German Chancellor Merkel backs police state measures and militarism

By Johannes Stern
19 January 2015

“Last week’s terrorist attack on the offices of Charlie Hebdo in Paris is being cynically exploited not only by France, but also by the United States and its allies, to advance an utterly reactionary agenda. Attacks on basic democratic rights, already evident in the mass deployment of French police and now troops, go hand in hand with the preparations to escalate war abroad, in the first instance in the Middle East and North Africa.” (Cited from the WSWS 13 January 2015.)

“The conduct of the ‘war on terror’ is acquiring ever more openly a racist character.” (Cited from the WSWS 15 January 2015.)

German chancellor Angela Merkel’s government statement in parliament last Thursday fully confirms the analysis of the World Socialist Web Site. Like the French government, the German ruling elite is exploiting the Charlie Hebdo attack to advance an agenda that it has long been preparing: the build-up of state power domestically and the waging of imperialist war abroad.

The core of Merkel’s statement included nine points on the so-called “struggle against terrorism.” Upon closer examination, these points represent further moves in the direction of a police state. In right-wing, law-and-order style, Merkel began by calling for “hate-preachers and violent individuals acting in the name of Islam, their behind the scenes backers and the spiritual agitators of international terrorism” be combated “with full force and by all methods...that we have at our disposal as a constitutional state.”

The remainder of the chancellor’s speech makes clear that the measures planned go far beyond the traditional limits of a “constitutional state.” Merkel pressed for the reintroduction of the temporary storage of internet data, urging the EU commission to present “reworked guidelines.” Last year, the European Court of Justice ruled that the comprehensive storage of data from phones, email, and internet usage of the entire population was illegal.

The ECJ judges demanded exceptions to the storage of data, including those who were not suspects, and those whose communications are covered by professional confidentiality, such as doctors, lawyers and journalists.

Unusually for a German chancellor in the post-war era, Merkel explicitly thanked the security forces and reassured them that “as a whole the personnel and financial resources” would be provided “that they require to ensure our security to their best ability.” Under the “challenges of a changed situation and the changed technological environment,” the security forces must be capable of carrying out their work to the best possible standards.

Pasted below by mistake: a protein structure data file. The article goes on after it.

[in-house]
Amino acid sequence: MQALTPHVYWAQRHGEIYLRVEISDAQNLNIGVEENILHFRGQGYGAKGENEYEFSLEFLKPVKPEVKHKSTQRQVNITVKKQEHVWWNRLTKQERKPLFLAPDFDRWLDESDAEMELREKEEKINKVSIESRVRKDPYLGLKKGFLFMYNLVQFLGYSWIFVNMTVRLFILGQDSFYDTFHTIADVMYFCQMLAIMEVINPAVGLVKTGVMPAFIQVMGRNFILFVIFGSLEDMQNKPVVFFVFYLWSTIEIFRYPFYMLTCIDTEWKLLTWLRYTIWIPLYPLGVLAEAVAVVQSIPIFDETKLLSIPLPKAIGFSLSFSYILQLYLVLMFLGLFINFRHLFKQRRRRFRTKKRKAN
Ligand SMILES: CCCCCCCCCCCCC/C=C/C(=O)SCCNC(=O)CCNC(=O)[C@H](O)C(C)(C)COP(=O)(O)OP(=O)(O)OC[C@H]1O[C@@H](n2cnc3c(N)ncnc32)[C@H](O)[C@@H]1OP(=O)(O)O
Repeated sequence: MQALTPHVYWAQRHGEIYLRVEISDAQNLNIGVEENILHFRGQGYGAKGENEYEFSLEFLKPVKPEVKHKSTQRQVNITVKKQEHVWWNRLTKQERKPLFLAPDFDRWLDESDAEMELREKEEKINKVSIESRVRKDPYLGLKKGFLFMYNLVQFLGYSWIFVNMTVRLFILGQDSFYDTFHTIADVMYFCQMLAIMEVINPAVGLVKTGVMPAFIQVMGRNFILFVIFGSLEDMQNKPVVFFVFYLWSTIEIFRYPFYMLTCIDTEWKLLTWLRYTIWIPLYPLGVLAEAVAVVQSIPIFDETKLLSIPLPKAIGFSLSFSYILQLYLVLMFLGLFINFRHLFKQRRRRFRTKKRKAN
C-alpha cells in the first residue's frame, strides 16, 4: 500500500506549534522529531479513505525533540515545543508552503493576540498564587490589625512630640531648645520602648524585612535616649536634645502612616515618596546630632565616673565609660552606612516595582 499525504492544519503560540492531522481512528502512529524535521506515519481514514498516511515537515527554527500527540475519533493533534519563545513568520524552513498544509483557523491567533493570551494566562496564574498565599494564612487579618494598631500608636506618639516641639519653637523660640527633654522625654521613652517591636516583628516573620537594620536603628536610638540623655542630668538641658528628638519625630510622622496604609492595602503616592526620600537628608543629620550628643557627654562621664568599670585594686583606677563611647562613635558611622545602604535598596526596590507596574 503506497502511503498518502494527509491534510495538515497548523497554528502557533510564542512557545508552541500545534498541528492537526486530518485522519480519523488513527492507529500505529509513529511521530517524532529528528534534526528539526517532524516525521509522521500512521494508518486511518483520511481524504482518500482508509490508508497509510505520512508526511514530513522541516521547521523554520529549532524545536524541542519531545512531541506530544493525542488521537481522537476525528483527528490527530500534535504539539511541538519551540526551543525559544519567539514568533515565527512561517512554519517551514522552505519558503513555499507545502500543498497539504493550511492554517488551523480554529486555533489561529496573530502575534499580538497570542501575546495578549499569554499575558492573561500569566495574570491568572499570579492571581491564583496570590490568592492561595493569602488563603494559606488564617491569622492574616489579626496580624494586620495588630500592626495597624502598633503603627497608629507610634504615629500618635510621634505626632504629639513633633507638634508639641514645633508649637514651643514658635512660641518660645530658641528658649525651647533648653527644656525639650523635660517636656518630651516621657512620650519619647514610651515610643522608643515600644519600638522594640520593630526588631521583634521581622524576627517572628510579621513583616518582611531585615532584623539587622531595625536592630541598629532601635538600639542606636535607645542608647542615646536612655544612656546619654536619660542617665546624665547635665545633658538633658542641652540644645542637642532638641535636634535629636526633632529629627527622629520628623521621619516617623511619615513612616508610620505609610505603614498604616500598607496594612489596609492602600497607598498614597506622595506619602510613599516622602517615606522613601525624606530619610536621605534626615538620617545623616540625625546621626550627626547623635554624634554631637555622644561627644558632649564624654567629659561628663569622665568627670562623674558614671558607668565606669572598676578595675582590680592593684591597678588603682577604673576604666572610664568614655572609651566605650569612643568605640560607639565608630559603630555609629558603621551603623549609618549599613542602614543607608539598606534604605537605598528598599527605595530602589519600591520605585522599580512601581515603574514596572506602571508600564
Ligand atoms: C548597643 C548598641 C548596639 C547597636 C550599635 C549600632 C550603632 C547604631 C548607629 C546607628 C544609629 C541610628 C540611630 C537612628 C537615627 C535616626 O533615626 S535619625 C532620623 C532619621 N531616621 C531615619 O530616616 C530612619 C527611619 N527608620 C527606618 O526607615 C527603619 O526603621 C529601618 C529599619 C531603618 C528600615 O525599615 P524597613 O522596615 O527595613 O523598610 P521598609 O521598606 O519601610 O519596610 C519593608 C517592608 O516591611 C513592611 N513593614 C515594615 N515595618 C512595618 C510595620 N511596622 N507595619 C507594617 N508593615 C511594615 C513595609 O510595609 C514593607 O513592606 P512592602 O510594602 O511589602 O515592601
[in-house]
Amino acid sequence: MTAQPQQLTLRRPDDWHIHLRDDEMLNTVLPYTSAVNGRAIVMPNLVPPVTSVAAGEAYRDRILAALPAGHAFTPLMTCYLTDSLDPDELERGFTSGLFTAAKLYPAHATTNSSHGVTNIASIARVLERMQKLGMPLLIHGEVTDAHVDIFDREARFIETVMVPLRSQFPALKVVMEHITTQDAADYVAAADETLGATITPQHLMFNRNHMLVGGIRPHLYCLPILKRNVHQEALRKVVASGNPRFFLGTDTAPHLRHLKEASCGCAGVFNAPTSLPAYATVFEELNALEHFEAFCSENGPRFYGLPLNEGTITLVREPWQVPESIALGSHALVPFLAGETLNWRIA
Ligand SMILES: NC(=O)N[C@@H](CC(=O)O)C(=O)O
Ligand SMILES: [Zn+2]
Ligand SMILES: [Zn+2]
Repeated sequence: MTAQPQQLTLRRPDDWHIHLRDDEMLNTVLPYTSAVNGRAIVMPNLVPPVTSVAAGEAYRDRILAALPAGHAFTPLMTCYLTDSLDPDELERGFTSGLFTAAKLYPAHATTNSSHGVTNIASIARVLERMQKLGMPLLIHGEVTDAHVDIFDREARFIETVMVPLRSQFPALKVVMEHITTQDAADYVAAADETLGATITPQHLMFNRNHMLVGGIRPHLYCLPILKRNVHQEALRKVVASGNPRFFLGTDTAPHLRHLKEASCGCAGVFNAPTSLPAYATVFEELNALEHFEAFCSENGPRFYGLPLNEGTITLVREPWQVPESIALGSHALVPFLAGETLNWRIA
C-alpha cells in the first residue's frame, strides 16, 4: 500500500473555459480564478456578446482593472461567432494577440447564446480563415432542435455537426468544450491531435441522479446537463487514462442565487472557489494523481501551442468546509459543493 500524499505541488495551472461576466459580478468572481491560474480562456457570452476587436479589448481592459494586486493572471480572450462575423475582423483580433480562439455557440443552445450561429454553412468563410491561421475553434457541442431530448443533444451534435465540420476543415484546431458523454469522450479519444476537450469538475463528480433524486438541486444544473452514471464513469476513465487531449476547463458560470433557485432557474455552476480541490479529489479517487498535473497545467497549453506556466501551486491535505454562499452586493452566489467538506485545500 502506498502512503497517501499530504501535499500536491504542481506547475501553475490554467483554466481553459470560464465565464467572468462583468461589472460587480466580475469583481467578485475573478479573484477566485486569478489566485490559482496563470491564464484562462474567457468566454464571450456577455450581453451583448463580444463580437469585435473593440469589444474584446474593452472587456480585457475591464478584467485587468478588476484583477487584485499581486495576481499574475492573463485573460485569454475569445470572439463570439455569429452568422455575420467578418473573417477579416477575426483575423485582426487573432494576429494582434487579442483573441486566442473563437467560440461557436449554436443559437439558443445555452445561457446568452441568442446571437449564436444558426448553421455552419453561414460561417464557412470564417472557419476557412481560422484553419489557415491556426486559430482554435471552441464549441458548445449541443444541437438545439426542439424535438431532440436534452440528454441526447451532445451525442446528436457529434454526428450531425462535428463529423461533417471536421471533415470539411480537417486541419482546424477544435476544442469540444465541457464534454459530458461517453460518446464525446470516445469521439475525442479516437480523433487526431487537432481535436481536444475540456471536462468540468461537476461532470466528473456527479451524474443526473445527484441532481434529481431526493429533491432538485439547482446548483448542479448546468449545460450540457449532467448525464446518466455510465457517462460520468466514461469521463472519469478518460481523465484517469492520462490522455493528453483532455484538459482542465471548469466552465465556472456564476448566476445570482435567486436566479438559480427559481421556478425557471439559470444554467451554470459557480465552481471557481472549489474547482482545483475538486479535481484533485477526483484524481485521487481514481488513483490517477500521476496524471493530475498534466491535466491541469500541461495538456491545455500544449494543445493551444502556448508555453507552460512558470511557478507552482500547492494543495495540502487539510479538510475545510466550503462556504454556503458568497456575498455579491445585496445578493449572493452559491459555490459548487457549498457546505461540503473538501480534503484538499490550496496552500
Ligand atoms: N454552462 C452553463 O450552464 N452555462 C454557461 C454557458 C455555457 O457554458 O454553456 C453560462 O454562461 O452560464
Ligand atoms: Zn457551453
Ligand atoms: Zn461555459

Merkel insisted that Germany’s intelligence agencies have to cooperate closely with allies’ intelligence agencies. “The exchange of information, including beyond national borders,” she said, is “absolutely essential.” Among other things, “travel movements at the EU’s external borders” had to be monitored and flight passenger data belonging to so-called “threats” had to be checked.

Merkel’s support for the intelligence agencies and her call for closer international cooperation must be seen in the context of the illegal practices and torture reports that have recently been made public. Thanks to Edward Snowden, it was revealed that the American National Security Agency spies on the entire population in alliance with its European partners. Just a few weeks ago, the torture report from the US Senate provided a shocking insight in to the sadistic and brutal methods of the CIA. Both Germany’s foreign intelligence agency (BND) and its domestic intelligence agency are already collaborating closely with the American agencies. Mekel’s statement makes clear that in the future, this cooperation is to be deepened.

At the same time, Merkel praised the adoption last Wednesday by the government of a reform of the passport law, which makes possible the withdrawal of personal identity cards as well as passports. The introduction of a replacement personal ID card not valid for travel outside of Germany is to “prevent German citizens from travelling to conflict regions and terrorist camps,” Merkel said in justifying the measure.